Lately, I’ve been thinking a lot about marriage. Calm down, I’m not getting married…. YET! But, it’s been high on the list of topics in conversations I have with friends and people I encounter in my work, here at GLAAD, especially since the Supreme Court is being asked to consider several important marriage equality issues.
I’ve talked about it with everyone, from young people who are passionate and adamant about our right to equal marriage, to friends who are members of a, shall we say, more “seasoned” generation, who never imagined that they would ever live to see a day when marriage was a very real option for us.
I had breakfast with one of those “seasoned” couples yesterday morning while I was in San Francisco. Charley and Frank have been together for over 40 years. They’ve lived in California for the entire span of their relationship. This is their home and they are clearly in love with each other and their life here yet it’s not legal for them to marry.
Looking at this lovely couple I decided to ask about their early years. I’m always fascinated with how people meet, maybe because I’m secretly hoping it will, somehow, give me a clue as to how I might meet “HIM” someday. They told me the story of their flirtation and first months together, finishing each other’s sentences, taking their cues from one another, overlapping and correcting each other, and finally, ending in a well-rehearsed, beautifully choreographed crescendo as they both just threw their heads back and laughed about it all. Then one turned to me and said, very simply, “Isn’t he cute?” That’s where they got me. Here was this beautiful, loving couple taking care of each other, providing for each other, enjoying each other, and presumably, fighting with each other for 40 years and one could still look at the other and gush. This is a sentiment that first occurred to him over 40 years ago and still occurs to him today. That’s when I suddenly realized that Charley and Frank remind me of another loving couple—my parents.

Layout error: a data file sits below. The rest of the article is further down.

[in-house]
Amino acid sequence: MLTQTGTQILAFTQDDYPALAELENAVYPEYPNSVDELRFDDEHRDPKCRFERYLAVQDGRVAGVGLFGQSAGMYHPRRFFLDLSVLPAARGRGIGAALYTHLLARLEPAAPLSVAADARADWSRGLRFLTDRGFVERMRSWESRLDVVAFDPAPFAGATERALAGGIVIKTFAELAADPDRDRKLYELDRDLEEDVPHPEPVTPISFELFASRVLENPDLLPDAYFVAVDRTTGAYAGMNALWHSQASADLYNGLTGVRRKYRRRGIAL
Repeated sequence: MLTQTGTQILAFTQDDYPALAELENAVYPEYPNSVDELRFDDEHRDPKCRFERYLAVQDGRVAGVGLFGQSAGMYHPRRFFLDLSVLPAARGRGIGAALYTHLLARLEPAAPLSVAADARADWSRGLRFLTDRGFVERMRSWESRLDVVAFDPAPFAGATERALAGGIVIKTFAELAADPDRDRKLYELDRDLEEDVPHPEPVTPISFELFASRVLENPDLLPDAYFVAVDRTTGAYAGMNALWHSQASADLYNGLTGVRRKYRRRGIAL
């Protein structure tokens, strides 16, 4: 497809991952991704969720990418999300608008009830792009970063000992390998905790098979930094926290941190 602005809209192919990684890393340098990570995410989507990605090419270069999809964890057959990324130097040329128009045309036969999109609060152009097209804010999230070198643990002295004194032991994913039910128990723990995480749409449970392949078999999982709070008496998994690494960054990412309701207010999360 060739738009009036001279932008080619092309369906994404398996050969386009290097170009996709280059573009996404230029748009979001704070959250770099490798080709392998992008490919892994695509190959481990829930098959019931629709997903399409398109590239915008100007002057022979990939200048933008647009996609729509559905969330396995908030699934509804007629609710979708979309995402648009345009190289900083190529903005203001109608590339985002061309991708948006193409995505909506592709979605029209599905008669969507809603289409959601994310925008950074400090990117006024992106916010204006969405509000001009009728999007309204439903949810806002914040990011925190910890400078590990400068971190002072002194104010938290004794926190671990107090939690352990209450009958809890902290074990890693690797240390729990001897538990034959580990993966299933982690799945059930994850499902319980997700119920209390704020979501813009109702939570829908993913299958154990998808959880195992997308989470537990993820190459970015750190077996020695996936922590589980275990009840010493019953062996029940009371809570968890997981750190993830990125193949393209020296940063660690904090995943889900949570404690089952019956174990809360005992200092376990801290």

My parents, Iris and Wilson, met over 40 years ago when they were both 13 years old and living in Brooklyn, New York. They fell in love and were married when they were 18 years old. They have 3 children and now they share grandchildren. They will be the first to tell you that it hasn’t been easy and that it’s been nothing short of work. And more than a few times I know they thought about calling it quits. If asked, they’d say they stayed together because of the love and history they share. But I know, because I’ve seen it in their eyes, they’ve stayed together because my father can still grab my mother’s hand, after 40 years, and say, “Isn’t she cute?”
If we were to stand these two couples side by side, at first glance, you would assume they had nothing in common. But nothing could be further from the truth. Charley and Frank and Iris and Wilson are very much the same. They share what we all dream of having one day: a loving partnership and a commitment that endures all of the obstacles life throws our way. The one glaring difference, of course, is that Charley and Frank’s union is not legally recognized by the State of California or the Federal Government of the United States.
Marriage is important to our society and to couples, for its legal protections that allow couples to take care of each other, and for its symbolism, for the love and commitment it stands for. More and more people every day are speaking out for marriage equality, and we welcome every one of them. What they understand and what I was reminded of yesterday morning was that in this country and in every country around the world, whether we are gay or straight, white, Asian, or Latino, all any of us really wants is someone to look at us after a lifetime together and say, “Isn’t he cute?”
Wilson Cruz is an openly gay actor and National Spokesperson and Strategic Giving Officer at GLAAD. Tweet him at @wcruz73 and @glaad.